Q. My husband has very thin skin and takes aspirin. A tiny abrasion can make him bleed horribly.
With his last episode, I suddenly remembered a recommendation to put used coffee grounds on a bleed. I grabbed the coffee filter, still full of used coffee grounds, and applied it to his bleeding arm. The bleeding stopped almost immediately. Amazing!
Yesterday, I sliced my finger on a broken piece of glass. I grabbed the coffee filter, stuck my finger into the grounds, and voila, it quit bleeding. I bandaged it with the coffee grounds on the wound.
A. We have heard from others that ground coffee can stop bleeding. One person whose dog was badly injured in a fight was able to stop the serious bleeding with coffee grounds. Since he was far away from any veterinary assistance in the middle of Brazil, this probably saved the dog's life. Other kitchen remedies for minor cuts include ground black pepper and ground sage.
* * *
Q. My question is about gin-soaked raisins. If a person takes a medication, in my case Toprol-XL, and is not supposed to drink alcoholic beverages because of that, is it harmful to eat nine little raisins daily?
I surely hope not, as I've been using those raisins for several years, with great success. If I get lazy about it and don't use them for two or three weeks, my knee pains come back.
Should I tell my doctor about the raisins? I'm not trying to hide it, but I just never think to ask him when I'm in his office. I would hate to give up my raisins.
A. Metoprolol (Toprol-XL) and other beta blockers such as atenolol and propranolol may interact with alcohol by lowering blood pressure too much. This is usually associated with alcoholic beverages such as a glass or two of wine.
The amount of alcohol in nine raisins (the correct dose) is one drop. It is unlikely that this much will create an interaction with your metoprolol.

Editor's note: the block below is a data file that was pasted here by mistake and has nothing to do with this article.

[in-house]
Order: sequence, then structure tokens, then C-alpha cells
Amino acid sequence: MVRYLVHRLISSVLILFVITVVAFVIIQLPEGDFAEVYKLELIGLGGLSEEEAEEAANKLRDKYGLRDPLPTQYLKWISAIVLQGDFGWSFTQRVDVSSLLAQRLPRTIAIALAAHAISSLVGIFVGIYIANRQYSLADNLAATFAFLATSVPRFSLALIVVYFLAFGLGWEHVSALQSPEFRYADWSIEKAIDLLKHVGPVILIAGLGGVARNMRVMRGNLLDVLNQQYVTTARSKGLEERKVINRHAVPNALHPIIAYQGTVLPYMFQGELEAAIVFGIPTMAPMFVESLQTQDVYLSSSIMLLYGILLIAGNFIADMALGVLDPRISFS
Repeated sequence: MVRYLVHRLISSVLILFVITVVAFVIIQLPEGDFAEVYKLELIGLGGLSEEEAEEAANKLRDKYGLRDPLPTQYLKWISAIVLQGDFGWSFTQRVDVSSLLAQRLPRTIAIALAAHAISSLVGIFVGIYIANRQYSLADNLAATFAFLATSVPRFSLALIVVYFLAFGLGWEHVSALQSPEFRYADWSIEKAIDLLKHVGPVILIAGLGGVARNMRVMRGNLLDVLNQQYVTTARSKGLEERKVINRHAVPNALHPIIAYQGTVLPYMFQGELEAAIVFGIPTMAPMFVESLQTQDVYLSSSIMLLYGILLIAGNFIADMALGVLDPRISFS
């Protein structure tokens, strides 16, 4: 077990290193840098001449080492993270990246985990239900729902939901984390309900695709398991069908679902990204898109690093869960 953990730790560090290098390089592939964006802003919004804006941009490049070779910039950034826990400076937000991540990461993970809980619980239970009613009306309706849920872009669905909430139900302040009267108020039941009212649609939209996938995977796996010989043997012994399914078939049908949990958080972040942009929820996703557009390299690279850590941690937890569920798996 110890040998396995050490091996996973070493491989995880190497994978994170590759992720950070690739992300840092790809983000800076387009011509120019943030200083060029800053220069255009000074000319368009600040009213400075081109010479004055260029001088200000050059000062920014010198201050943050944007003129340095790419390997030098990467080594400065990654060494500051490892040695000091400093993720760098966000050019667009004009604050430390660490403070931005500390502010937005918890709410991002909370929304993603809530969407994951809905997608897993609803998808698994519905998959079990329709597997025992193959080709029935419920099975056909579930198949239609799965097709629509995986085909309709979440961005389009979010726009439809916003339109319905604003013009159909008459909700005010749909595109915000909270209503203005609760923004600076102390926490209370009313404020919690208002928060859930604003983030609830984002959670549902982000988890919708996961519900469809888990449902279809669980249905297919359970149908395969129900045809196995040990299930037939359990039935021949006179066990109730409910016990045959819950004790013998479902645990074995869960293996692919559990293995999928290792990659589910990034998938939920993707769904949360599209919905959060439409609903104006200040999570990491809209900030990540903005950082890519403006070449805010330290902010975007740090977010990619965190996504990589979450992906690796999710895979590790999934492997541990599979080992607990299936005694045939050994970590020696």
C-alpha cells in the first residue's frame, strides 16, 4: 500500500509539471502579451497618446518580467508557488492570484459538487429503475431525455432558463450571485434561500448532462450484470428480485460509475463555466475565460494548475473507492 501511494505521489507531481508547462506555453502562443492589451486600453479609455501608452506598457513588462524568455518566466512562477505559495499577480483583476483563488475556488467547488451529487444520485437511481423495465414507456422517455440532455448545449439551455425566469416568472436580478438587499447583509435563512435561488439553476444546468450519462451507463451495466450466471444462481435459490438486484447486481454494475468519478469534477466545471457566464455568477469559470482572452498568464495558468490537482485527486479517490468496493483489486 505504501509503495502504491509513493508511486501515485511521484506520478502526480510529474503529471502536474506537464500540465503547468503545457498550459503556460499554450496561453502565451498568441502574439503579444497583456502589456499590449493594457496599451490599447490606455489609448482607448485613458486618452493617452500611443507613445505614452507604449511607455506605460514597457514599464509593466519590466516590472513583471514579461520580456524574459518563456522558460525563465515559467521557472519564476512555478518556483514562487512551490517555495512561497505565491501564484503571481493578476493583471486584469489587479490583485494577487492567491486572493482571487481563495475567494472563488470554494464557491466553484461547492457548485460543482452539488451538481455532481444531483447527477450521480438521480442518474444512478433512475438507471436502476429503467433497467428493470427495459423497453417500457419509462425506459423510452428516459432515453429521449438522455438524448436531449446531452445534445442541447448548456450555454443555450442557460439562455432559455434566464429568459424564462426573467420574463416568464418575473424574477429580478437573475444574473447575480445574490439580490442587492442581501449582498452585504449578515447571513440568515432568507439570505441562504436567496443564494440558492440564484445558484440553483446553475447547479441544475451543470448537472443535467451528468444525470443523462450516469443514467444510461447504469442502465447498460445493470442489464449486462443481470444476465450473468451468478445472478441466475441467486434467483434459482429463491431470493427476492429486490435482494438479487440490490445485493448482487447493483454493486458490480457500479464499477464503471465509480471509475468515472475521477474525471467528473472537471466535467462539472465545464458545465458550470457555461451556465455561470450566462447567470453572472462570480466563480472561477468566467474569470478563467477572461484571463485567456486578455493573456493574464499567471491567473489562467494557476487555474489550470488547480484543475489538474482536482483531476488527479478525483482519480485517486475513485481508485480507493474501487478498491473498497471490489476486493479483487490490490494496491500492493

We are sending you our Guide to Alternatives for Arthritis with information on how to make gin-soaked raisins and answers to frequently asked questions. Anyone who would like a copy, please send $3 in check or money order with a long (No. 10), stamped (65 cents), self-addressed envelope to: Graedons' People's Pharmacy, No. AA-2, P.O. Box 52027, Durham, NC 27717-2027. It also can be downloaded for $2 from our website: www.peoplespharmacy.com.
It is important to allow the gin to evaporate fully before consuming the raisins. Let your doctor know you are using this remedy.
* * *
Q. My husband was diagnosed with gout. After suffering through several bouts, he was prescribed allopurinol. The pain seems to have spread from his big toe to his ankle and now to his elbow.
At his doctor's visit today, the doctor mentioned that some of her patients had success with dried cherries. What can you tell me about dried cherries?
A. Gout is associated with high uric-acid levels. When uric acid precipitates into crystals, it can cause excruciating joint pain.
Allopurinol lowers uric acid but has side effects such as rash, itching, digestive-tract upset, liver-enzyme disruption and even gout flare-ups. Cherries also may lower uric-acid levels (Journal of Nutrition, June 2003).
Although there have not been well-controlled trials of tart cherries for gout, many people have reported success. You can read their stories on our website, www.PeoplesPharmacy.com.